Sun-grazing Comet

An animated gif of SOHO images showing two sun-grazing comets entering the Sun’s corona. They did not reappear on the other side. The intense brightness of the Sun has been masked out in the instrument.

A comet that approaches the Sun’s photosphere to within about 50,000 km at perihelion is known as a ‘sun-grazing comet’. At this distance the comet passes through the solar atmosphere, and while many survive the intense solar heating to complete several orbits, others disintegrate quickly and some may even fall into the Sun.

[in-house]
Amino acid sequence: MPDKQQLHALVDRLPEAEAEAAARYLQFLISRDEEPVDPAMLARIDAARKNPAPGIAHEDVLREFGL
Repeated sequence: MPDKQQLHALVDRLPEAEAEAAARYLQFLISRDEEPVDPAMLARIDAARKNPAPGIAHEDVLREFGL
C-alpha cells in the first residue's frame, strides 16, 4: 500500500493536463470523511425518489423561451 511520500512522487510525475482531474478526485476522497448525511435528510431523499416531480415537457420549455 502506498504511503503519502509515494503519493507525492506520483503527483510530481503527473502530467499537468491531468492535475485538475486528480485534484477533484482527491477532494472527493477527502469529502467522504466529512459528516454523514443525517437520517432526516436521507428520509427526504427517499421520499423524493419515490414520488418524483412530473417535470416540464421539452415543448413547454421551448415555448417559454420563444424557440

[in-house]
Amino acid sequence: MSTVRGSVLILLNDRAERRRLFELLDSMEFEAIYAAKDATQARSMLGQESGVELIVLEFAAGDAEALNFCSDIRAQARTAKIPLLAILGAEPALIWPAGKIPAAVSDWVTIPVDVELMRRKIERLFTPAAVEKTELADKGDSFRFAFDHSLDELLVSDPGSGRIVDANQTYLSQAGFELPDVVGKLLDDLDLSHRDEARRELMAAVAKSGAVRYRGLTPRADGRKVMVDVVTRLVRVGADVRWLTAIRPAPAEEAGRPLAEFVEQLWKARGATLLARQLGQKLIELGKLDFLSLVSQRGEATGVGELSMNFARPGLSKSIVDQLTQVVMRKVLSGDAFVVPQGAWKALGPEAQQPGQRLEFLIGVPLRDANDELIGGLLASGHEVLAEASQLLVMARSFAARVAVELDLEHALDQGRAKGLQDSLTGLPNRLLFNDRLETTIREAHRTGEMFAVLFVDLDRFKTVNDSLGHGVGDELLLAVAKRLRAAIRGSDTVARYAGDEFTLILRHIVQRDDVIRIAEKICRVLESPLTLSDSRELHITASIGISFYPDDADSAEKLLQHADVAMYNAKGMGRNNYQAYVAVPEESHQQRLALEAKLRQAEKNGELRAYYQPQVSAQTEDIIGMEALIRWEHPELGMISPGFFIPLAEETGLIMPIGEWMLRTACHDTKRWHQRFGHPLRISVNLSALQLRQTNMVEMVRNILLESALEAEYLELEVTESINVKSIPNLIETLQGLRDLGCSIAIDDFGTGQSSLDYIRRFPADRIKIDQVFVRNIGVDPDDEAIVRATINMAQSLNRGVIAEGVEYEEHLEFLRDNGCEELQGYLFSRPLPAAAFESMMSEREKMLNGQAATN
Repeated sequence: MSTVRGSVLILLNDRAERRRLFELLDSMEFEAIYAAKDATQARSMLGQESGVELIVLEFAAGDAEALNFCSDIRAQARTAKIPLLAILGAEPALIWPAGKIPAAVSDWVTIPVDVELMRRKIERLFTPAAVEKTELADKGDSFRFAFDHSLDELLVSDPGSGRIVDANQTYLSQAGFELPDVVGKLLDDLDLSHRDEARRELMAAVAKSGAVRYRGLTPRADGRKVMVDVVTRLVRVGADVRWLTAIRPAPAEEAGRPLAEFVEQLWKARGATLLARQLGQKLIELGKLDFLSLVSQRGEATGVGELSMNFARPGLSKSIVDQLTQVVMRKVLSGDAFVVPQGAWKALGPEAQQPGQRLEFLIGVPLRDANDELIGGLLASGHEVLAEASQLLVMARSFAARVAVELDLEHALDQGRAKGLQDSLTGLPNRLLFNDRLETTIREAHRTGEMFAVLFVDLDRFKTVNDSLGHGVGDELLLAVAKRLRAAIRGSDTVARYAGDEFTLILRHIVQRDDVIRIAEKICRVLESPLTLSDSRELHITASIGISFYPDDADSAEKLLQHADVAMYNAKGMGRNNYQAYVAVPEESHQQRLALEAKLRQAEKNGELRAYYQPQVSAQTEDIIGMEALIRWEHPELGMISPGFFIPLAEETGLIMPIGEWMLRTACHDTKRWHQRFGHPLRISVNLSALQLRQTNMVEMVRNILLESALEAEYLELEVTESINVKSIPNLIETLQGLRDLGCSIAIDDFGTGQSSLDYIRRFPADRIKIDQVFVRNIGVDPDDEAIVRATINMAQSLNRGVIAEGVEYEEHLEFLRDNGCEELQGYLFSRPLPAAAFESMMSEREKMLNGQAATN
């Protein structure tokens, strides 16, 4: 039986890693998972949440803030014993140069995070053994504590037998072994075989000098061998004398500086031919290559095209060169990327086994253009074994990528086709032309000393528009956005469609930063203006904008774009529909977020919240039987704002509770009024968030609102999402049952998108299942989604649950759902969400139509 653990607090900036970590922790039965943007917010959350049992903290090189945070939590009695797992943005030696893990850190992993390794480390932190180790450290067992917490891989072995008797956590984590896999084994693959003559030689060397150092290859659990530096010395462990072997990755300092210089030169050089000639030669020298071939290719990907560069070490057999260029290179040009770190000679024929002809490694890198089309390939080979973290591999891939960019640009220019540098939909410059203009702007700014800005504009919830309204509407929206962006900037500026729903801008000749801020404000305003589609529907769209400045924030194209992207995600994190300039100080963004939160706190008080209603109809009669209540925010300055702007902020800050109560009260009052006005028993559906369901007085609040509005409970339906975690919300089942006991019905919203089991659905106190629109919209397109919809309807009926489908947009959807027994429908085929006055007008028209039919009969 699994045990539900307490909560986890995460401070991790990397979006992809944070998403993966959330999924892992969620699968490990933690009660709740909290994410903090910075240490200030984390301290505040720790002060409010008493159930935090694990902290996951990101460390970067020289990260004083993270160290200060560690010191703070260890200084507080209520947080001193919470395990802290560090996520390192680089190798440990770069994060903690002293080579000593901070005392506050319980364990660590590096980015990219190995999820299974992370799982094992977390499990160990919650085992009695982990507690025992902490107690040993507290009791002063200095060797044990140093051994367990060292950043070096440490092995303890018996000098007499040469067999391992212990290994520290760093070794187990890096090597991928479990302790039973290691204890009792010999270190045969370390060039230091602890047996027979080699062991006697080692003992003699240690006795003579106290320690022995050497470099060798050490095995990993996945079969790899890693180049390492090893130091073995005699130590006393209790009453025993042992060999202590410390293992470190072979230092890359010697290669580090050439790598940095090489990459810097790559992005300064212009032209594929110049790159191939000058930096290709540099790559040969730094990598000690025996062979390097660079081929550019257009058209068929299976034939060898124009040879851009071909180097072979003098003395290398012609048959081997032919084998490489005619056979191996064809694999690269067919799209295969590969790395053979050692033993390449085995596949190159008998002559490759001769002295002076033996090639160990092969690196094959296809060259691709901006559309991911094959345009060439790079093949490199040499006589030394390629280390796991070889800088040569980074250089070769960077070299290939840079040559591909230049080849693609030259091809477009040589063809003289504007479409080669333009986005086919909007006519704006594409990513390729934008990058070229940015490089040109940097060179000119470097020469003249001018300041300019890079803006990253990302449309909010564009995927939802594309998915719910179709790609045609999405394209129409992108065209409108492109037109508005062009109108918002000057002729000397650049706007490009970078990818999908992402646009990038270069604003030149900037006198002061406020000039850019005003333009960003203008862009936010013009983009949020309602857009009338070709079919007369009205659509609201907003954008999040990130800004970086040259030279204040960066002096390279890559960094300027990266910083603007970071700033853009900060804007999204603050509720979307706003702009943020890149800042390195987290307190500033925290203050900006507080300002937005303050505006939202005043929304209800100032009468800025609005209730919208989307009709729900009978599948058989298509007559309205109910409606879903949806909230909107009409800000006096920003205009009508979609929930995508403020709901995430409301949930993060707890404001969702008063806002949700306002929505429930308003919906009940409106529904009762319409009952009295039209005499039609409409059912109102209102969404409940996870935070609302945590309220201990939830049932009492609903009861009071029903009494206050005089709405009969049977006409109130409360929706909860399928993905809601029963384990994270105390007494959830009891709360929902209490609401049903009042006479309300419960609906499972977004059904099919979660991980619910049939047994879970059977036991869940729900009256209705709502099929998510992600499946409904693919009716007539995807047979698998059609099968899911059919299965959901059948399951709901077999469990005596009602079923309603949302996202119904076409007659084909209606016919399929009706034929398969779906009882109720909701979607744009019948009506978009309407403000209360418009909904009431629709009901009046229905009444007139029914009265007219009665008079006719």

The majority of sun-grazing comets are known as the ‘Kreutz Sungrazers’ after the German astronomer Heinrich Kreutz. In the 1890s he found that all true sun-grazers followed the same orbit, indicating that they all originated from a single comet that had fragmented. About 90% of the 1,000-odd sun-grazing comets so far observed with the Large Angle Spectrometric Coronagraph on the Solar and Heliospheric Observatory (SOHO), are members of the Kreutz group, and most measure a few tens of metres across.

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